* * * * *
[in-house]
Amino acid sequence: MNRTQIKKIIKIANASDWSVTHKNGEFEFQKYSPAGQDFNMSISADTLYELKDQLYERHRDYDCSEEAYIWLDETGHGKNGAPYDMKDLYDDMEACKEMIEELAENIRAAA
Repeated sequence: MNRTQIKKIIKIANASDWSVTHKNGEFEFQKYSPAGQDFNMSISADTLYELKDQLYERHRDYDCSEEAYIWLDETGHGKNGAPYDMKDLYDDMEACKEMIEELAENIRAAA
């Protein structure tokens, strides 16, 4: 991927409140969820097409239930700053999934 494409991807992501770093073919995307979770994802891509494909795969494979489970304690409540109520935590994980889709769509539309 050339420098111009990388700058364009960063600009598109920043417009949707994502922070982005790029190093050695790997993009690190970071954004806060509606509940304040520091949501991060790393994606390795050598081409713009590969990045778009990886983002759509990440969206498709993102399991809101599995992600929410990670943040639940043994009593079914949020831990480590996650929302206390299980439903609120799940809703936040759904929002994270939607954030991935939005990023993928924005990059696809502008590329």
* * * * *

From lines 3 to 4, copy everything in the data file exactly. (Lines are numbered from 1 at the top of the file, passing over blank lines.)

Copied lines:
Repeated sequence: MNRTQIKKIIKIANASDWSVTHKNGEFEFQKYSPAGQDFNMSISADTLYELKDQLYERHRDYDCSEEAYIWLDETGHGKNGAPYDMKDLYDDMEACKEMIEELAENIRAAA
């Protein structure tokens, strides 16, 4: 991927409140969820097409239930700053999934 494409991807992501770093073919995307979770994802891509494909795969494979489970304690409540109520935590994980889709769509539309 050339420098111009990388700058364009960063600009598109920043417009949707994502922070982005790029190093050695790997993009690190970071954004806060509606509940304040520091949501991060790393994606390795050598081409713009590969990045778009990886983002759509990440969206498709993102399991809101599995992600929410990670943040639940043994009593079914949020831990480590996650929302206390299980439903609120799940809703936040759904929002994270939607954030991935939005990023993928924005990059696809502008590329």